The Long-Term Benefits Of A High CAT Score

CAT (Computer Adaptive Testing) has taken its place as the leading, most cost- and time-effective way to assess the potential of applicants to college, the military and business. It is superior to traditional testing because its personalized, adaptive design yields much more accurate results.

A range of entrance qualification tests-from the GRE to the GMAT-use this technology today, and it is a mainstay of the college admissions process. More and more businesses today are creating customized CATs for placement and career track purposes, while educational institutions are expanding their use beyond admissions to placement, grading and other purposes.

There are both current and future benefits that result from a high CAT score, in addition to the many benefits that the test-giving institutions and organizations reap. Adaptive tests are known for their accurate, uniform scoring, and well-designed and updated CAT tests can be interpreted in more ways than most test-takers realize.

Test-taker benefits, present tense


Since CATs can take as little as 50% of the time of traditional testing, with equivalent or greater precision, the first practical benefit to the test-taker is that it saves real, otherwise-usable time. Most test-takers prepare for CATs, too, and learn not to waste time on any items that are too difficult or, conversely, too easy. The immediate benefit, of course, is a higher score. Beyond this, however, test-takers gain an important insight in to how CAT tests-the type they may take again during their academic and professional lives-are administered and graded.

Benefits to the test-givers are also transferable to the test-takers in both direct and indirect ways. That is, test-giving organizations and businesses realize an economic benefit from time savings, since the quantity and cost of testers' "seat time" is greatly reduced. Combined with the fact that a well-prepared test-taker is familiar with the test design, this economic benefit results in a reduction of stress for the test-taker. The benefits to both test-givers and -takers are therefore numerous, from practical, pragmatic ones such as efficiency and longevity of results, to long-term psychological and emotional benefits.

As compared to the traditional testing, CAT technology is far more efficient as it is able to assess candidates in lesser time, by asking them less number of questions. The questions that do not contribute or provide no help in determining the person's score to the assessment are never asked.

Test-taker benefits, future tense


One of the major benefits of the CAT technology is that it provides more accurate results, with candidates being graded not simply on the number of "right" answers, but on the relative difficulty levels of the various questions. This offers test-takers a much more realistic view of their capacities and abilities, enabling them to have a more realistic view of challenges that they will face in school or the workplace. This is of immense, long-term benefit in professional careers, as older test designs allowed for the evolution of students that "tested well," regardless of their overall grasp of a subject. The CAT testing paradigm produces a more reliable measure of aptitude, and is not as susceptible to "gaming" like traditional tests. A high CAT score, representing success in a dynamic and personalized testing environment, says a lot more about someone than any variant of a static "20 questions" exam.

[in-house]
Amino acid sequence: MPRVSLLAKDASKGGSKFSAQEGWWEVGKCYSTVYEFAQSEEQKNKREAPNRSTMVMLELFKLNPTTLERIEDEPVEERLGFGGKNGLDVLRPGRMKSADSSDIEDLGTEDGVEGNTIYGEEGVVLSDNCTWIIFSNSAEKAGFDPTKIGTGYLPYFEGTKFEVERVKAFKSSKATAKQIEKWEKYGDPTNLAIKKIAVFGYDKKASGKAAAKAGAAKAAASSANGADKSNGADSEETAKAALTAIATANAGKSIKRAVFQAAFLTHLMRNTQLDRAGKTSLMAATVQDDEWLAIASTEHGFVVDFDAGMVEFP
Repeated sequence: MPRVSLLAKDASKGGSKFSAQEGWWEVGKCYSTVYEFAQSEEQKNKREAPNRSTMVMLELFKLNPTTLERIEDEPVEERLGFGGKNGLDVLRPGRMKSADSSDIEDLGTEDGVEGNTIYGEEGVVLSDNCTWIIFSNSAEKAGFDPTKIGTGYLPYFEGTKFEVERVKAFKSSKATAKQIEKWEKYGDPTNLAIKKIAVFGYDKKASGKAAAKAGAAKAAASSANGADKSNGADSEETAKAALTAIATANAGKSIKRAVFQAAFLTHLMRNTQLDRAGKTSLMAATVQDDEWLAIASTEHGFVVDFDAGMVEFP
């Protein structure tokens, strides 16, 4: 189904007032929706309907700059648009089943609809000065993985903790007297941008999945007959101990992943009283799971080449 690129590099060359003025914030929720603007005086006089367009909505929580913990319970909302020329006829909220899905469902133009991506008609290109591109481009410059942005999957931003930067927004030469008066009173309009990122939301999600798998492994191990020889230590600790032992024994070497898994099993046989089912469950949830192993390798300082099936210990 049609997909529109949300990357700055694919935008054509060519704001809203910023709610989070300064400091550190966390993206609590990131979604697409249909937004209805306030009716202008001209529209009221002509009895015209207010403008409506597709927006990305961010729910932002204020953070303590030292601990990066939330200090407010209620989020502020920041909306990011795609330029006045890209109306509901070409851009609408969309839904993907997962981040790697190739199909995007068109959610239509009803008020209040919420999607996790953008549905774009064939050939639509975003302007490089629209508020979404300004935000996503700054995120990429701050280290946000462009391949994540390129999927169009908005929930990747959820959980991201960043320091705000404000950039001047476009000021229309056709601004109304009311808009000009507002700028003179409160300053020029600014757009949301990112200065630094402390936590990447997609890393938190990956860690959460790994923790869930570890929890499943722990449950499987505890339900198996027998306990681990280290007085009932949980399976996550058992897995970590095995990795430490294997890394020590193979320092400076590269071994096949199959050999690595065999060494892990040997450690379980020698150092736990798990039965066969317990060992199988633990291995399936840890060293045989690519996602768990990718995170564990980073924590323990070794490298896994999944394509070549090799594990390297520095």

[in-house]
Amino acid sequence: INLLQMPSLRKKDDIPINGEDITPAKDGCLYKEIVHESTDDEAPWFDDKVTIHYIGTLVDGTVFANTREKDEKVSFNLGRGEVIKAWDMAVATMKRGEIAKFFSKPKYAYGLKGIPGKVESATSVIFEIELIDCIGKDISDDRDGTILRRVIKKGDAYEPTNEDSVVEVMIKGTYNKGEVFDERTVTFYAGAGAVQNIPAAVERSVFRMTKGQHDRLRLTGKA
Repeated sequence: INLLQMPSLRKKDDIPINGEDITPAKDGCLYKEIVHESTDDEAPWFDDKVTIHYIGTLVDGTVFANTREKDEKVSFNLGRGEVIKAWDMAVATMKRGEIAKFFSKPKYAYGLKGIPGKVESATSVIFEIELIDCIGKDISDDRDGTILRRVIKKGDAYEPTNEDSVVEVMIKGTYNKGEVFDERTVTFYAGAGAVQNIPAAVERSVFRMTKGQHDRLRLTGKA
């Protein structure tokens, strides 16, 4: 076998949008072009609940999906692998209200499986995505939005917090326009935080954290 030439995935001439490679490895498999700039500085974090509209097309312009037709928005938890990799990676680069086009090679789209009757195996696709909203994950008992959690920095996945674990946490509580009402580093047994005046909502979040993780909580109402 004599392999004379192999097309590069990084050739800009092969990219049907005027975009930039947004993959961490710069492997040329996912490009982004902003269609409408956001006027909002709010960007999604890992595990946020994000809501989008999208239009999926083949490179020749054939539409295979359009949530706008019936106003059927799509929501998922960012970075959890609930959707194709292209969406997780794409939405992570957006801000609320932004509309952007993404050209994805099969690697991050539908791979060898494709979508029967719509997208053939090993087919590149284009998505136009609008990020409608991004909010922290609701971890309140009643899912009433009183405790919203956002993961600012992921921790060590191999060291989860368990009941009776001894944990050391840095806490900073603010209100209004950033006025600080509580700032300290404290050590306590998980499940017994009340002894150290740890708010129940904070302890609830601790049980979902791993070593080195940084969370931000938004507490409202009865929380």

The benefits of this cannot be overstated. College graduates who expected career success because they were good (traditional style) test-takers can now enter the workplace with a realistic assessment of their abilities to perform in a particular specialty or environment. No longer will young professionals assume that the workplace is a series of multiple-choice interrogatories or competitions. Armed with a real-world view of their own abilities, they will be more likely to succeed.

Down the road


There are more practical benefits to go along with the psychological ones. A high CAT score has a much longer "shelf life" than the results of other, more topical and time-sensitive tests. Should a person wish to change careers, go back to school or enter a special training program of some kind, the CAT score is ready to confirm their suitability for such an endeavor. A high CAT score will not go stale.

Even if one is confronted with the need to take another CAT in the future, the previous experience will redound to their benefit, as they will be familiar with the process and not experience score-reducing stress and strain. The long-term benefits of a high CAT score are many, obviously, and are both practical and psychological. Perhaps the psychological benefits are the most pronounced, as follow-up studies have shown that high CAT scorers are more confident, flexible, trainable and self-aware than low scorers.

The benefits of a high CAT score even begin before the test is taken, as most people put at least some time into preparing for a CAT. The preparation process itself is the first step on the road to subject mastery, something that a high CAT score merely corroborates and does not create out of thin air. This is in marked contrast to the possibility that traditional tests can be "aced" by strategies and tactics rather than knowledge and thinking prowess. The CAT is out of the bag now, and a high score will pay dividends for a long time.

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